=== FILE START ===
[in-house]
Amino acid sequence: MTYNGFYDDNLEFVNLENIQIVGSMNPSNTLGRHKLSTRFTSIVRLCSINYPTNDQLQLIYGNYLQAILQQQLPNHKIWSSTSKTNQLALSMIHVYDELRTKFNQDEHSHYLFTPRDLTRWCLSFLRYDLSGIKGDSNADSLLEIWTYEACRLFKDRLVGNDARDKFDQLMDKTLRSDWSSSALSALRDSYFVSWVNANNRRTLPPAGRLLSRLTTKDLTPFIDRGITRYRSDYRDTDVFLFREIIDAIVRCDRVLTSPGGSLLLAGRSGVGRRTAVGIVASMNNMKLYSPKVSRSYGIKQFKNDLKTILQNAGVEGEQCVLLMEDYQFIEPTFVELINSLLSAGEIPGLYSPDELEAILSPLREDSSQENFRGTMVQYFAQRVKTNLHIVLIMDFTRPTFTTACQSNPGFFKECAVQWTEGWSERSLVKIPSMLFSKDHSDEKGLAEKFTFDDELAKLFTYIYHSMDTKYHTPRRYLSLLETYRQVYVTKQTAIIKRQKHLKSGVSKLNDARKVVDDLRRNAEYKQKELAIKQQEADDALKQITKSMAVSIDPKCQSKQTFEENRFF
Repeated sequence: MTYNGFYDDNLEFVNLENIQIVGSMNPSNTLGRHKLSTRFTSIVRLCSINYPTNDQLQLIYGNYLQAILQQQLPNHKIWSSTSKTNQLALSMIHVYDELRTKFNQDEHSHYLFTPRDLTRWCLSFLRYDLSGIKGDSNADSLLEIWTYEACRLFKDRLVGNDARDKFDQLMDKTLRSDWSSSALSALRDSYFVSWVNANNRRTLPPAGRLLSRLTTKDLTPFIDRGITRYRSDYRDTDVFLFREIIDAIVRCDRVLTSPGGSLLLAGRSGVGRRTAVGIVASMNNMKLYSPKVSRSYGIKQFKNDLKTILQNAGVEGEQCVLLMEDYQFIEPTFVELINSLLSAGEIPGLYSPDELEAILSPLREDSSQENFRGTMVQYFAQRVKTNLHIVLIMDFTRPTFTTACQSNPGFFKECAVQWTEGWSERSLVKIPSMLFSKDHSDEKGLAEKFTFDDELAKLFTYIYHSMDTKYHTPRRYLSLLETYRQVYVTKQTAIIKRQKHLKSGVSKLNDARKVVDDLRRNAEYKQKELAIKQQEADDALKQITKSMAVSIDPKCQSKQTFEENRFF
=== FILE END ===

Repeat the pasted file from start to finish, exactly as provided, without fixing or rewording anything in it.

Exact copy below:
[in-house]
Amino acid sequence: MTYNGFYDDNLEFVNLENIQIVGSMNPSNTLGRHKLSTRFTSIVRLCSINYPTNDQLQLIYGNYLQAILQQQLPNHKIWSSTSKTNQLALSMIHVYDELRTKFNQDEHSHYLFTPRDLTRWCLSFLRYDLSGIKGDSNADSLLEIWTYEACRLFKDRLVGNDARDKFDQLMDKTLRSDWSSSALSALRDSYFVSWVNANNRRTLPPAGRLLSRLTTKDLTPFIDRGITRYRSDYRDTDVFLFREIIDAIVRCDRVLTSPGGSLLLAGRSGVGRRTAVGIVASMNNMKLYSPKVSRSYGIKQFKNDLKTILQNAGVEGEQCVLLMEDYQFIEPTFVELINSLLSAGEIPGLYSPDELEAILSPLREDSSQENFRGTMVQYFAQRVKTNLHIVLIMDFTRPTFTTACQSNPGFFKECAVQWTEGWSERSLVKIPSMLFSKDHSDEKGLAEKFTFDDELAKLFTYIYHSMDTKYHTPRRYLSLLETYRQVYVTKQTAIIKRQKHLKSGVSKLNDARKVVDDLRRNAEYKQKELAIKQQEADDALKQITKSMAVSIDPKCQSKQTFEENRFF
Repeated sequence: MTYNGFYDDNLEFVNLENIQIVGSMNPSNTLGRHKLSTRFTSIVRLCSINYPTNDQLQLIYGNYLQAILQQQLPNHKIWSSTSKTNQLALSMIHVYDELRTKFNQDEHSHYLFTPRDLTRWCLSFLRYDLSGIKGDSNADSLLEIWTYEACRLFKDRLVGNDARDKFDQLMDKTLRSDWSSSALSALRDSYFVSWVNANNRRTLPPAGRLLSRLTTKDLTPFIDRGITRYRSDYRDTDVFLFREIIDAIVRCDRVLTSPGGSLLLAGRSGVGRRTAVGIVASMNNMKLYSPKVSRSYGIKQFKNDLKTILQNAGVEGEQCVLLMEDYQFIEPTFVELINSLLSAGEIPGLYSPDELEAILSPLREDSSQENFRGTMVQYFAQRVKTNLHIVLIMDFTRPTFTTACQSNPGFFKECAVQWTEGWSERSLVKIPSMLFSKDHSDEKGLAEKFTFDDELAKLFTYIYHSMDTKYHTPRRYLSLLETYRQVYVTKQTAIIKRQKHLKSGVSKLNDARKVVDDLRRNAEYKQKELAIKQQEADDALKQITKSMAVSIDPKCQSKQTFEENRFF